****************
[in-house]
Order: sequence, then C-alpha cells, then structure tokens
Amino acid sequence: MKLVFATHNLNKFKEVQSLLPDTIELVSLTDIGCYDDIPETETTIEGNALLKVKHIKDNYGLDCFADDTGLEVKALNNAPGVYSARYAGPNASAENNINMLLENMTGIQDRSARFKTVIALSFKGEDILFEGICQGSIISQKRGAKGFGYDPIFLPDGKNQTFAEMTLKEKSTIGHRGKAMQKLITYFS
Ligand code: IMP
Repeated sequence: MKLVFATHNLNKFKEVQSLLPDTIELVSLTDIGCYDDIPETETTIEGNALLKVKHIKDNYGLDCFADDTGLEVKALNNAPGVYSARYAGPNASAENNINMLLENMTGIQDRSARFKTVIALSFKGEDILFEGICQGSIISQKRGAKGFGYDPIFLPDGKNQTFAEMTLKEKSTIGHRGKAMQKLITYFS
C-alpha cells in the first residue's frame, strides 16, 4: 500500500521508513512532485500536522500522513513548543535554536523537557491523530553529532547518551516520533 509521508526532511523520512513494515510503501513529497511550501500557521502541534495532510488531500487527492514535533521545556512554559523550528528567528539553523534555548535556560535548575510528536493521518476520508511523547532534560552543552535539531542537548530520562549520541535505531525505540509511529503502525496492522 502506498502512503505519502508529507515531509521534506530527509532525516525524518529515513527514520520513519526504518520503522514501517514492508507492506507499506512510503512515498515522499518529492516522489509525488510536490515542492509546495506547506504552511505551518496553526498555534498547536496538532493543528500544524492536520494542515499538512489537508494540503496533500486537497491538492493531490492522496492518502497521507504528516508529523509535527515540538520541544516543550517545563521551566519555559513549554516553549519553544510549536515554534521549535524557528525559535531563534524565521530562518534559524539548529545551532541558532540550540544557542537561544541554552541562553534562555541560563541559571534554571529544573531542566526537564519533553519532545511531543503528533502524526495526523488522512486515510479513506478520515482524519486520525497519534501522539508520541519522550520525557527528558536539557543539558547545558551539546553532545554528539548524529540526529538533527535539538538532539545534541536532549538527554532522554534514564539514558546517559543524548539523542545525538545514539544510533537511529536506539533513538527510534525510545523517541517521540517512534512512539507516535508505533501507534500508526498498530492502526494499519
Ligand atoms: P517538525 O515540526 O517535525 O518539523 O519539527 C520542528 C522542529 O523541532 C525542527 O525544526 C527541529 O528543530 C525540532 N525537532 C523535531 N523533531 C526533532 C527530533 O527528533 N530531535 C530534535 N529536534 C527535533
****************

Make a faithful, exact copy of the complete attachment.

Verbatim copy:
[in-house]
Order: sequence, then C-alpha cells, then structure tokens
Amino acid sequence: MKLVFATHNLNKFKEVQSLLPDTIELVSLTDIGCYDDIPETETTIEGNALLKVKHIKDNYGLDCFADDTGLEVKALNNAPGVYSARYAGPNASAENNINMLLENMTGIQDRSARFKTVIALSFKGEDILFEGICQGSIISQKRGAKGFGYDPIFLPDGKNQTFAEMTLKEKSTIGHRGKAMQKLITYFS
Ligand code: IMP
Repeated sequence: MKLVFATHNLNKFKEVQSLLPDTIELVSLTDIGCYDDIPETETTIEGNALLKVKHIKDNYGLDCFADDTGLEVKALNNAPGVYSARYAGPNASAENNINMLLENMTGIQDRSARFKTVIALSFKGEDILFEGICQGSIISQKRGAKGFGYDPIFLPDGKNQTFAEMTLKEKSTIGHRGKAMQKLITYFS
C-alpha cells in the first residue's frame, strides 16, 4: 500500500521508513512532485500536522500522513513548543535554536523537557491523530553529532547518551516520533 509521508526532511523520512513494515510503501513529497511550501500557521502541534495532510488531500487527492514535533521545556512554559523550528528567528539553523534555548535556560535548575510528536493521518476520508511523547532534560552543552535539531542537548530520562549520541535505531525505540509511529503502525496492522 502506498502512503505519502508529507515531509521534506530527509532525516525524518529515513527514520520513519526504518520503522514501517514492508507492506507499506512510503512515498515522499518529492516522489509525488510536490515542492509546495506547506504552511505551518496553526498555534498547536496538532493543528500544524492536520494542515499538512489537508494540503496533500486537497491538492493531490492522496492518502497521507504528516508529523509535527515540538520541544516543550517545563521551566519555559513549554516553549519553544510549536515554534521549535524557528525559535531563534524565521530562518534559524539548529545551532541558532540550540544557542537561544541554552541562553534562555541560563541559571534554571529544573531542566526537564519533553519532545511531543503528533502524526495526523488522512486515510479513506478520515482524519486520525497519534501522539508520541519522550520525557527528558536539557543539558547545558551539546553532545554528539548524529540526529538533527535539538538532539545534541536532549538527554532522554534514564539514558546517559543524548539523542545525538545514539544510533537511529536506539533513538527510534525510545523517541517521540517512534512512539507516535508505533501507534500508526498498530492502526494499519
Ligand atoms: P517538525 O515540526 O517535525 O518539523 O519539527 C520542528 C522542529 O523541532 C525542527 O525544526 C527541529 O528543530 C525540532 N525537532 C523535531 N523533531 C526533532 C527530533 O527528533 N530531535 C530534535 N529536534 C527535533